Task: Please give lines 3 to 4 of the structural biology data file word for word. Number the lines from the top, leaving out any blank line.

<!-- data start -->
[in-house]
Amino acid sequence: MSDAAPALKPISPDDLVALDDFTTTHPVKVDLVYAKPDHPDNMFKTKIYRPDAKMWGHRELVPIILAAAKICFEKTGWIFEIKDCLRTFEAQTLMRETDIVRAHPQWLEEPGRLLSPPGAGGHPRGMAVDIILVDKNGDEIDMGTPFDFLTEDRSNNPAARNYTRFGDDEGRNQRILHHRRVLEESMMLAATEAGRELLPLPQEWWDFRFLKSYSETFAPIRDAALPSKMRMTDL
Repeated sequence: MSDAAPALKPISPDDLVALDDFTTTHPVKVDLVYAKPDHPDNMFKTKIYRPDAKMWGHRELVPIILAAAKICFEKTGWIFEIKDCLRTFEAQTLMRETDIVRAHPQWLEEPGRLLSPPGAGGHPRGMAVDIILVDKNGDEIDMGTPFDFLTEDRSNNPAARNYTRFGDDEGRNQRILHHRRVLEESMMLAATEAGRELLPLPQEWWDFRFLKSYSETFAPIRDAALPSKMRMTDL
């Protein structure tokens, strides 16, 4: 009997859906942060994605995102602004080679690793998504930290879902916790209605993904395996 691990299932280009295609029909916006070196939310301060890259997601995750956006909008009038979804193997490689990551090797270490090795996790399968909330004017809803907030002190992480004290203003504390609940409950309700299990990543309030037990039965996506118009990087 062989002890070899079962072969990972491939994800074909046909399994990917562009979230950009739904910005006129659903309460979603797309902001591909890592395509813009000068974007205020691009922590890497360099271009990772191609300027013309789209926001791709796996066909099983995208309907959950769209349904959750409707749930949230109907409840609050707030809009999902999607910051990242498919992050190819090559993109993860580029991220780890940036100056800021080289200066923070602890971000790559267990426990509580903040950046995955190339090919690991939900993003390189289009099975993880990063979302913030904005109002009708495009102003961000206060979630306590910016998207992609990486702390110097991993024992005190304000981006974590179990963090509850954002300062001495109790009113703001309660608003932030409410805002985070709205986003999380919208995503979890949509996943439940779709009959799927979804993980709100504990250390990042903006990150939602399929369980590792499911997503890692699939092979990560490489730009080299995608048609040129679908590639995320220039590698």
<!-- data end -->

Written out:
Repeated sequence: MSDAAPALKPISPDDLVALDDFTTTHPVKVDLVYAKPDHPDNMFKTKIYRPDAKMWGHRELVPIILAAAKICFEKTGWIFEIKDCLRTFEAQTLMRETDIVRAHPQWLEEPGRLLSPPGAGGHPRGMAVDIILVDKNGDEIDMGTPFDFLTEDRSNNPAARNYTRFGDDEGRNQRILHHRRVLEESMMLAATEAGRELLPLPQEWWDFRFLKSYSETFAPIRDAALPSKMRMTDL
């Protein structure tokens, strides 16, 4: 009997859906942060994605995102602004080679690793998504930290879902916790209605993904395996 691990299932280009295609029909916006070196939310301060890259997601995750956006909008009038979804193997490689990551090797270490090795996790399968909330004017809803907030002190992480004290203003504390609940409950309700299990990543309030037990039965996506118009990087 062989002890070899079962072969990972491939994800074909046909399994990917562009979230950009739904910005006129659903309460979603797309902001591909890592395509813009000068974007205020691009922590890497360099271009990772191609300027013309789209926001791709796996066909099983995208309907959950769209349904959750409707749930949230109907409840609050707030809009999902999607910051990242498919992050190819090559993109993860580029991220780890940036100056800021080289200066923070602890971000790559267990426990509580903040950046995955190339090919690991939900993003390189289009099975993880990063979302913030904005109002009708495009102003961000206060979630306590910016998207992609990486702390110097991993024992005190304000981006974590179990963090509850954002300062001495109790009113703001309660608003932030409410805002985070709205986003999380919208995503979890949509996943439940779709009959799927979804993980709100504990250390990042903006990150939602399929369980590792499911997503890692699939092979990560490489730009080299995608048609040129679908590639995320220039590698």